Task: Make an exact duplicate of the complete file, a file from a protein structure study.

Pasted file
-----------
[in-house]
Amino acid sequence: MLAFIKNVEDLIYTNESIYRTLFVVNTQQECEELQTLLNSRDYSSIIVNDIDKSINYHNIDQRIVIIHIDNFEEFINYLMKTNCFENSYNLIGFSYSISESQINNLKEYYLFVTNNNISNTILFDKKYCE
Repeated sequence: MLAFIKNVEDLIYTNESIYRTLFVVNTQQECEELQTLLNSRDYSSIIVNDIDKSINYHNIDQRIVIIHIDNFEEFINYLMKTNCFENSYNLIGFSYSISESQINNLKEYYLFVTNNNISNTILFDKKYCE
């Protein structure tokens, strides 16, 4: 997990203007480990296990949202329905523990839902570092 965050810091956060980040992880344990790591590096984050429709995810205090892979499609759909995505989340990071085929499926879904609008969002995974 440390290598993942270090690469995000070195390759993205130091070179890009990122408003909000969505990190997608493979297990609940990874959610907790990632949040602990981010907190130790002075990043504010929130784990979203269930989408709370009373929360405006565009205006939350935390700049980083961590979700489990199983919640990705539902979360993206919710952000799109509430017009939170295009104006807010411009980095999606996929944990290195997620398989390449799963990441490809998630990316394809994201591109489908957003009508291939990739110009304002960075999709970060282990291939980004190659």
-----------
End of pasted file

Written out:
[in-house]
Amino acid sequence: MLAFIKNVEDLIYTNESIYRTLFVVNTQQECEELQTLLNSRDYSSIIVNDIDKSINYHNIDQRIVIIHIDNFEEFINYLMKTNCFENSYNLIGFSYSISESQINNLKEYYLFVTNNNISNTILFDKKYCE
Repeated sequence: MLAFIKNVEDLIYTNESIYRTLFVVNTQQECEELQTLLNSRDYSSIIVNDIDKSINYHNIDQRIVIIHIDNFEEFINYLMKTNCFENSYNLIGFSYSISESQINNLKEYYLFVTNNNISNTILFDKKYCE
């Protein structure tokens, strides 16, 4: 997990203007480990296990949202329905523990839902570092 965050810091956060980040992880344990790591590096984050429709995810205090892979499609759909995505989340990071085929499926879904609008969002995974 440390290598993942270090690469995000070195390759993205130091070179890009990122408003909000969505990190997608493979297990609940990874959610907790990632949040602990981010907190130790002075990043504010929130784990979203269930989408709370009373929360405006565009205006939350935390700049980083961590979700489990199983919640990705539902979360993206919710952000799109509430017009939170295009104006807010411009980095999606996929944990290195997620398989390449799963990441490809998630990316394809994201591109489908957003009508291939990739110009304002960075999709970060282990291939980004190659």